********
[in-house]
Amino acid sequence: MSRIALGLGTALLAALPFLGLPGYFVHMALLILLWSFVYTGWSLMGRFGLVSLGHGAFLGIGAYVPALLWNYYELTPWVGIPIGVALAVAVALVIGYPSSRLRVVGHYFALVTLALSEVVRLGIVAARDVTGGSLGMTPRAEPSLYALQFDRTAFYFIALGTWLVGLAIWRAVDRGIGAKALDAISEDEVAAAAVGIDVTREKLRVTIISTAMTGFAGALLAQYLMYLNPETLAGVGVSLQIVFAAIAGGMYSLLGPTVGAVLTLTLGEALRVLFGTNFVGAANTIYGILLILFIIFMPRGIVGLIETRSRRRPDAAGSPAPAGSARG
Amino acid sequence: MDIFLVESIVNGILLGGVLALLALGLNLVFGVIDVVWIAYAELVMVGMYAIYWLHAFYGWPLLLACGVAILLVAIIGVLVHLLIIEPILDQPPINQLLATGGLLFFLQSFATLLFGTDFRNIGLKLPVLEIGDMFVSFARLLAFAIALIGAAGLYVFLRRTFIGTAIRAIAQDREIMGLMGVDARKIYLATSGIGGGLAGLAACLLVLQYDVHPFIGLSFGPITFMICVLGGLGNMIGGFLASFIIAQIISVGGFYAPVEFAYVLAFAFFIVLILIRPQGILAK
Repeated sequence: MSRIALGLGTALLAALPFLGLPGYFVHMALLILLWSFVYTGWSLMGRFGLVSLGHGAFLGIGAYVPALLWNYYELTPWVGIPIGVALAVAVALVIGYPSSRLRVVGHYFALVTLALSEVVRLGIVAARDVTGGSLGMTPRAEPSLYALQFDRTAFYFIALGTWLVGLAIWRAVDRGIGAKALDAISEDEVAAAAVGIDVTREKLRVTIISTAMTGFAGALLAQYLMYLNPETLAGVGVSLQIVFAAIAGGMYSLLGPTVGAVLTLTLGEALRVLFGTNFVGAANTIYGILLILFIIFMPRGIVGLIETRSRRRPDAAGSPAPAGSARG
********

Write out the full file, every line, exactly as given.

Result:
[in-house]
Amino acid sequence: MSRIALGLGTALLAALPFLGLPGYFVHMALLILLWSFVYTGWSLMGRFGLVSLGHGAFLGIGAYVPALLWNYYELTPWVGIPIGVALAVAVALVIGYPSSRLRVVGHYFALVTLALSEVVRLGIVAARDVTGGSLGMTPRAEPSLYALQFDRTAFYFIALGTWLVGLAIWRAVDRGIGAKALDAISEDEVAAAAVGIDVTREKLRVTIISTAMTGFAGALLAQYLMYLNPETLAGVGVSLQIVFAAIAGGMYSLLGPTVGAVLTLTLGEALRVLFGTNFVGAANTIYGILLILFIIFMPRGIVGLIETRSRRRPDAAGSPAPAGSARG
Amino acid sequence: MDIFLVESIVNGILLGGVLALLALGLNLVFGVIDVVWIAYAELVMVGMYAIYWLHAFYGWPLLLACGVAILLVAIIGVLVHLLIIEPILDQPPINQLLATGGLLFFLQSFATLLFGTDFRNIGLKLPVLEIGDMFVSFARLLAFAIALIGAAGLYVFLRRTFIGTAIRAIAQDREIMGLMGVDARKIYLATSGIGGGLAGLAACLLVLQYDVHPFIGLSFGPITFMICVLGGLGNMIGGFLASFIIAQIISVGGFYAPVEFAYVLAFAFFIVLILIRPQGILAK
Repeated sequence: MSRIALGLGTALLAALPFLGLPGYFVHMALLILLWSFVYTGWSLMGRFGLVSLGHGAFLGIGAYVPALLWNYYELTPWVGIPIGVALAVAVALVIGYPSSRLRVVGHYFALVTLALSEVVRLGIVAARDVTGGSLGMTPRAEPSLYALQFDRTAFYFIALGTWLVGLAIWRAVDRGIGAKALDAISEDEVAAAAVGIDVTREKLRVTIISTAMTGFAGALLAQYLMYLNPETLAGVGVSLQIVFAAIAGGMYSLLGPTVGAVLTLTLGEALRVLFGTNFVGAANTIYGILLILFIIFMPRGIVGLIETRSRRRPDAAGSPAPAGSARG